The next day, while equally confusing-Manhattan (one of New York City’s five boroughs, others being-Brooklyn, Queens, The Bronx and Staten Island)is a small island but damn does it feels large and overwhelming- definitely made for some memorable experiences. I struggled with using the currency-the bus, the freaking subway and also found myself getting lost more than a few times-this considering Manhattan is a city built on a grid and supposedly impossibly to get lost in-very easy to navigate. What can I say, I am dyslexic when it comes to maps. However, the day also had some fun revelations in store. I did the New York city bus tour quite happily but realized how important it is to carry snacks when you are on foot throughout-between bus hopping that is. Being the novice that I was, I stopped at the first café that I found during one of the stops-and in my state of debilitating hunger, spent what I later realized was a bomb on exotic tasting porcinni soup (here an aside, I am not an adventurous eater and porcnni while I correctly identified as a type of mushroom in no way resembled the Indian mushrooms and was definitely an acquired taste). The café was Dean and Deluca- which I later discovered is a pretty upmarket place frequented by a mostly posh celebrity-isque clientale. I bemoaned entering the place on my student budget but didn’t know any better at the time. I embarrassed myself further by asking a Park Avenue type dressed elderly lady to help me figure out how to count the unfamiliar currency to make payments for my food(before you wonder, food was paid for during my programme-this trip was the first time I was using physical currency) and received an insulting NO and eye roll as reply. You can imagine how disheartened this inexperienced, earnest traveler must have been. However, being made of sterner stuff and with a genuine enthusiasm to rough it out, I soldiered on and the remaining part of the day passed in fun photo ops and a whole lot of exploration-I oohed and aahed at Wall Street, gaped in awe at the Flatiron building, circled lazily around Central Park and as a Project Runway obsessed viewer had my first sight of the famed Parsons Institute of Design.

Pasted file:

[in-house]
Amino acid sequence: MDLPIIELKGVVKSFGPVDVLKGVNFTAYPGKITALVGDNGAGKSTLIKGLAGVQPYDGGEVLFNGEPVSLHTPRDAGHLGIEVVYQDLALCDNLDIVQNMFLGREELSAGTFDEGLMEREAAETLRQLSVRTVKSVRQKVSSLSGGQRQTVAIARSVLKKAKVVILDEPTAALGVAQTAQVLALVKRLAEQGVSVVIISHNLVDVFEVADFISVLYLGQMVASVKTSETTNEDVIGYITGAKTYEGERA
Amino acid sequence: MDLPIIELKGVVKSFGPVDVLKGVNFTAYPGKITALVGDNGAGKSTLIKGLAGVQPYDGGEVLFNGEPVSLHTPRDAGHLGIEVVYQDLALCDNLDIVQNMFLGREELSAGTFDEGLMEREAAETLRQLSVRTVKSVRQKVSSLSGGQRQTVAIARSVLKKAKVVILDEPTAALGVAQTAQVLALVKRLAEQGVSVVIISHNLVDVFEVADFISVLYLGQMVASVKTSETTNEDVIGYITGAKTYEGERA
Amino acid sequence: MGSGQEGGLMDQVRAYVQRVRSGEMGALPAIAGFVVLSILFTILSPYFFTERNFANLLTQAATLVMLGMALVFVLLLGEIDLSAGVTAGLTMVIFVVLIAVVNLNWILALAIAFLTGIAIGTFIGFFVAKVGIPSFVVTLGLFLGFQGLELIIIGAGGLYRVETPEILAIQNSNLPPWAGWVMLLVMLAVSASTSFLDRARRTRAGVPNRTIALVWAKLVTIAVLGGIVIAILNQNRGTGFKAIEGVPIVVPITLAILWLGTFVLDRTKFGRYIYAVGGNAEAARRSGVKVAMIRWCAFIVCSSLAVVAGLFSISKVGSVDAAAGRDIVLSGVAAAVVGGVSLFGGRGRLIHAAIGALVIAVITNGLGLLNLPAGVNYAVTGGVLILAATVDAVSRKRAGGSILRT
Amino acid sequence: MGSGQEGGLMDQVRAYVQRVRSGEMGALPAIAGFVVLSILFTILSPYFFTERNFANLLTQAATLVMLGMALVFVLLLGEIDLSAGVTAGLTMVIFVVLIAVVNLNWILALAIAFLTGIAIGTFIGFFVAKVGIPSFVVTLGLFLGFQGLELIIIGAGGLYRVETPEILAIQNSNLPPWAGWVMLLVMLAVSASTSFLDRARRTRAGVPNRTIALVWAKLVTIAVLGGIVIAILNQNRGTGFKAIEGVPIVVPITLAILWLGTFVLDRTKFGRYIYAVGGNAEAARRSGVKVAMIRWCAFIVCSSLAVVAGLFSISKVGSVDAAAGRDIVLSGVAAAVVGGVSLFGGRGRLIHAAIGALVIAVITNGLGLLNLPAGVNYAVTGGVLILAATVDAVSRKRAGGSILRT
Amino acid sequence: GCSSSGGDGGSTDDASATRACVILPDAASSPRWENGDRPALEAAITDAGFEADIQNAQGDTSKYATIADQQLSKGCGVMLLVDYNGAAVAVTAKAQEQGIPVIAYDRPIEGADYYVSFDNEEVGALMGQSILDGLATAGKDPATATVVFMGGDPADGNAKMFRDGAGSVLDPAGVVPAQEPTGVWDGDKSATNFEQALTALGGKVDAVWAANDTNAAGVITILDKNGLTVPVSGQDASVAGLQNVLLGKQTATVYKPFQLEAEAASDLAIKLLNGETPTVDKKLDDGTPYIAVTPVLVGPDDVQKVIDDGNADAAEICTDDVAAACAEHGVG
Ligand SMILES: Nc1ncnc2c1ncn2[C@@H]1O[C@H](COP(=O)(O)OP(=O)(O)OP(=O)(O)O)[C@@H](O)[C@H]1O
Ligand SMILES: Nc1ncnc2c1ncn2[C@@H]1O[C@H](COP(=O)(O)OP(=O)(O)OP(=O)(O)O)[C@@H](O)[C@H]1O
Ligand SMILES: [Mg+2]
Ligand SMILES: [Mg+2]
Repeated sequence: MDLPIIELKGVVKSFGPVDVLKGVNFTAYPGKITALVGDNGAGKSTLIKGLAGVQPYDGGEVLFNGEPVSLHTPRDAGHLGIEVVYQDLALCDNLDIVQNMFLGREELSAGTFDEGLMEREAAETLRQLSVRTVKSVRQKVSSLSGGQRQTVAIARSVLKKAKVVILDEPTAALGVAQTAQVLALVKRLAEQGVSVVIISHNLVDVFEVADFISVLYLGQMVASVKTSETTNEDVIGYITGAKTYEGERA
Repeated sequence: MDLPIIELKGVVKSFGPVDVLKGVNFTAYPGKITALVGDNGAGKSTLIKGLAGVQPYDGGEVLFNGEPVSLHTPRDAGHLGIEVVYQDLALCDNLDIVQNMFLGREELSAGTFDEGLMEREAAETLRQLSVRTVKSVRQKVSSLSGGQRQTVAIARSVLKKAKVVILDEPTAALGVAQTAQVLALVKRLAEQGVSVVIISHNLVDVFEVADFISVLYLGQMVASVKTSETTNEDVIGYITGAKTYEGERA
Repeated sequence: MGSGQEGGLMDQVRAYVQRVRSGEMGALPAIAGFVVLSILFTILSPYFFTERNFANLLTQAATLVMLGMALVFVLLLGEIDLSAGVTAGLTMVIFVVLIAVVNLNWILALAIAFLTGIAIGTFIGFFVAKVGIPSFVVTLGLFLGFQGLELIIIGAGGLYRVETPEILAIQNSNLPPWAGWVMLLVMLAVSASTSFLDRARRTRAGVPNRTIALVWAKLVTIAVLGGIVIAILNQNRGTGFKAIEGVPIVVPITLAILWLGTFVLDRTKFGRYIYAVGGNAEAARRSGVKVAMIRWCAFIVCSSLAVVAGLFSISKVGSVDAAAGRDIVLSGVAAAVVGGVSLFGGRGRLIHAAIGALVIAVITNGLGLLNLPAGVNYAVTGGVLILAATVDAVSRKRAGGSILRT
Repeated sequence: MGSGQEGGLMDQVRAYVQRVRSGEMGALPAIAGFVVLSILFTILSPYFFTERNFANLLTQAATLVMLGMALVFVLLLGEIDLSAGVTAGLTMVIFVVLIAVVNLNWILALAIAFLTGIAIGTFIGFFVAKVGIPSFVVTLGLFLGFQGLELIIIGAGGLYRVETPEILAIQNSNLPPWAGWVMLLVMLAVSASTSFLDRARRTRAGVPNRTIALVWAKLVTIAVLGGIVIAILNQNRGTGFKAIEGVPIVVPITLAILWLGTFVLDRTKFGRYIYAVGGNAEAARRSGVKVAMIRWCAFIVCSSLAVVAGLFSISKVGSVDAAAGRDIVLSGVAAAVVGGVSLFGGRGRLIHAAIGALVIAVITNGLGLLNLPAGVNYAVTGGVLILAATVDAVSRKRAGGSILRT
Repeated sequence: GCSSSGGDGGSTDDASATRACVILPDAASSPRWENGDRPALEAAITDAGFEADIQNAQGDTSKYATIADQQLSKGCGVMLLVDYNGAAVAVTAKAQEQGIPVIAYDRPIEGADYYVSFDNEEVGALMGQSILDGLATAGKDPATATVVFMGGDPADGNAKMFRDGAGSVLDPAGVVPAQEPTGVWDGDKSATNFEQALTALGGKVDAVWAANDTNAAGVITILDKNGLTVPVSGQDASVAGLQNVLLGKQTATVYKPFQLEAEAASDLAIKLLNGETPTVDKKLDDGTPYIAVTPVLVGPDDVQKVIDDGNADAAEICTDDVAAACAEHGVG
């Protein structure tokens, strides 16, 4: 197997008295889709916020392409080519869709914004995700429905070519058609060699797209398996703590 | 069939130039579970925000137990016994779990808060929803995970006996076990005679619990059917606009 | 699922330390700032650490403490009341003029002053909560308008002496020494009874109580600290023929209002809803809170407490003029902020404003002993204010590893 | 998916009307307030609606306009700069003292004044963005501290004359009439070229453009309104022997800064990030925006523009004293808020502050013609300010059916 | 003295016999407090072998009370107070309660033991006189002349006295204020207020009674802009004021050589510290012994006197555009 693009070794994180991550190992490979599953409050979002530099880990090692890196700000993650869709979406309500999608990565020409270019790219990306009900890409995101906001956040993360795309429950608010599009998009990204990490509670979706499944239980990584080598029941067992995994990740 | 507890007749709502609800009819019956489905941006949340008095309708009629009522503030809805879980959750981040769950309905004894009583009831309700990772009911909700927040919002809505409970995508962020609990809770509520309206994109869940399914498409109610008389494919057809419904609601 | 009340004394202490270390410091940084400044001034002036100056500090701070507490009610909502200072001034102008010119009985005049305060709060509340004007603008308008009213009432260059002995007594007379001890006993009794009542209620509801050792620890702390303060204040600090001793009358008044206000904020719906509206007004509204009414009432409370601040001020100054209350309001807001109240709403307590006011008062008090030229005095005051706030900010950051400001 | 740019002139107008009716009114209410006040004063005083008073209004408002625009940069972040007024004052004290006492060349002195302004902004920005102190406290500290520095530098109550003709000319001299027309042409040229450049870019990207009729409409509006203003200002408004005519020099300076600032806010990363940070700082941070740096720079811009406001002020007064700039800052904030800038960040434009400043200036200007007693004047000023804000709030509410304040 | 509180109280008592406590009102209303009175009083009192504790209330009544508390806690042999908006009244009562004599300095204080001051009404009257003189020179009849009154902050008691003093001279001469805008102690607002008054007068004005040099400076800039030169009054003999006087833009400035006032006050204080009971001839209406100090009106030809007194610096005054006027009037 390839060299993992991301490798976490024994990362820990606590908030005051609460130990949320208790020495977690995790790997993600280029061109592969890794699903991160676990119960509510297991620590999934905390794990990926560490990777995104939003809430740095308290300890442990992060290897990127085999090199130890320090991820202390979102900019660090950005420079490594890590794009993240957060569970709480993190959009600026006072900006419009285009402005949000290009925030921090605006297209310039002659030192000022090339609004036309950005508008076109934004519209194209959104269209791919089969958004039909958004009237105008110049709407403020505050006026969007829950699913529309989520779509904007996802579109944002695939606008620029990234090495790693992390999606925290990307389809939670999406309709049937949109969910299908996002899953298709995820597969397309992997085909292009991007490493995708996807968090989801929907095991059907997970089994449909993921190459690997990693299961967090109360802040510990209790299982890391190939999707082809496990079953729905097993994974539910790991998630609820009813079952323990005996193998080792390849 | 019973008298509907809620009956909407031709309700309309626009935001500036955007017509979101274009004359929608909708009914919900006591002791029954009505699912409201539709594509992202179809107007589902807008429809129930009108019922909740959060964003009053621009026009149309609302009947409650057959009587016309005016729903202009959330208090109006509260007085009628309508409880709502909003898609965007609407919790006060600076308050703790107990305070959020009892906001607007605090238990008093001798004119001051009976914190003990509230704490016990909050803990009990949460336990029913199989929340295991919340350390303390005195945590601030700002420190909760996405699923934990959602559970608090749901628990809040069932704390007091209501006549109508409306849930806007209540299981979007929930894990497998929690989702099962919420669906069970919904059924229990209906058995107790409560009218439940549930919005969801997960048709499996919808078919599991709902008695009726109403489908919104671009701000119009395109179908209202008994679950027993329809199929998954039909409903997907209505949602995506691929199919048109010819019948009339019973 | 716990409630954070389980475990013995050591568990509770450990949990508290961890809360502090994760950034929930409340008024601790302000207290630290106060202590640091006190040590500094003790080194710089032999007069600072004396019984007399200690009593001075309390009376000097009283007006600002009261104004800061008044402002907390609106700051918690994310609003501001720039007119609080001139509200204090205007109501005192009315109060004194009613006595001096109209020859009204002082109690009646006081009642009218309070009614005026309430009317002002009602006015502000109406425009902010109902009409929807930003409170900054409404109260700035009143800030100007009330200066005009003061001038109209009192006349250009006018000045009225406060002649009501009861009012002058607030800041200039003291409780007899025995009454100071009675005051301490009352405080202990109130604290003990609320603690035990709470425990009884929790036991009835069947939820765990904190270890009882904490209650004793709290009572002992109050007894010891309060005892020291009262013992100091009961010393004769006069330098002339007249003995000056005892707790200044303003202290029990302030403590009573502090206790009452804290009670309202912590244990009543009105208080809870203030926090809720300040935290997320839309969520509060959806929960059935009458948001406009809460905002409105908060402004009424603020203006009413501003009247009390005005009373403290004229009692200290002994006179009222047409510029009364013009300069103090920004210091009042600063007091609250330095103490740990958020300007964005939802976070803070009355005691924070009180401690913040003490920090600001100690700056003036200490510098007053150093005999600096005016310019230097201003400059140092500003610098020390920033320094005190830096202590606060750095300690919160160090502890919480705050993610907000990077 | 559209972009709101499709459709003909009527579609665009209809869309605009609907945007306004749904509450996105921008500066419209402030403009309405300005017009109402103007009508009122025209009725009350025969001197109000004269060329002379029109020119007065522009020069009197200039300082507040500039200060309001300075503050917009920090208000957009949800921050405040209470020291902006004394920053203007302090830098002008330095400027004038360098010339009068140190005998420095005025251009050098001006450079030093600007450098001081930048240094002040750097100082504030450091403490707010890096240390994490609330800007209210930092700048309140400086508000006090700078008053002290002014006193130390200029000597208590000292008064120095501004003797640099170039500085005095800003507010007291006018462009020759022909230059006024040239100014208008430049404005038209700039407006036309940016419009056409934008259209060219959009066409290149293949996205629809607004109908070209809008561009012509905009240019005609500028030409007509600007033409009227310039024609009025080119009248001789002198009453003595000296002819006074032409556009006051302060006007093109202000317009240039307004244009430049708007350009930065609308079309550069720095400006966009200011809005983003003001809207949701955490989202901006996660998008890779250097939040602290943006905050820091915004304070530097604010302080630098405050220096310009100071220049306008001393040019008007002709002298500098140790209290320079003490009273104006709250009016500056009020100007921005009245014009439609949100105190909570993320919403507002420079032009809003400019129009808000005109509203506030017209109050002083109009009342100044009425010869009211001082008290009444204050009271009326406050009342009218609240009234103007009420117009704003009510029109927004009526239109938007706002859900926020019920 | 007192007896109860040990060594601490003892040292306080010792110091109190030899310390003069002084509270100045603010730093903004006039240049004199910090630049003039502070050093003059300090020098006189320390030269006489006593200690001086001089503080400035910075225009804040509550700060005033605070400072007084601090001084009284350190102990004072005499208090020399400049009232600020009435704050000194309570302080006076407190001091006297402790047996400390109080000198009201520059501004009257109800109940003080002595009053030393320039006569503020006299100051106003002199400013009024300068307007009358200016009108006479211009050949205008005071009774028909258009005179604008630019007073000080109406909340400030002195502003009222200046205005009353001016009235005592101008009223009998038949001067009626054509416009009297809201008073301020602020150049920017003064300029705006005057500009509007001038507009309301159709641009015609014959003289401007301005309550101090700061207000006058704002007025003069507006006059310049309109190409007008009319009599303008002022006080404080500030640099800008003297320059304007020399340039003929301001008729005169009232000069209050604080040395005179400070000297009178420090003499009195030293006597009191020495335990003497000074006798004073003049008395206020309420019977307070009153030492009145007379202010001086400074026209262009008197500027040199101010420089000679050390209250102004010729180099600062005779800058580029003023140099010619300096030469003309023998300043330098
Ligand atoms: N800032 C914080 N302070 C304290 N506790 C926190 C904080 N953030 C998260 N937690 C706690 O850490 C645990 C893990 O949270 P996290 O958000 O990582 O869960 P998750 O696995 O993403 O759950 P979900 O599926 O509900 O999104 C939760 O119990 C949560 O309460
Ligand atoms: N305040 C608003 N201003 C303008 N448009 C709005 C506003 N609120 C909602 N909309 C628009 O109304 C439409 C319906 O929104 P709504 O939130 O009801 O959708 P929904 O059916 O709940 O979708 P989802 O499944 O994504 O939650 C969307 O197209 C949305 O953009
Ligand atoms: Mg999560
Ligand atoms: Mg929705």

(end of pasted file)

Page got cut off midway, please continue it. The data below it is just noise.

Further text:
On the second day, an old school friend of my mother decided to take me out for dinner at a fancy oriental restaurant Hakkasan which provided me the chance to humiliate myself a second time as a totally unsophisticated traveller. This time in a cab with the burly African American cabbie carrying on a consistent insulting commentary on my ignorance, lack of direction sense etc. So relieved was I when we finally found the place that I tipped the guy without meaning to and earned a reluctant amused smile from him in return. Atleast I made someone’s day happy.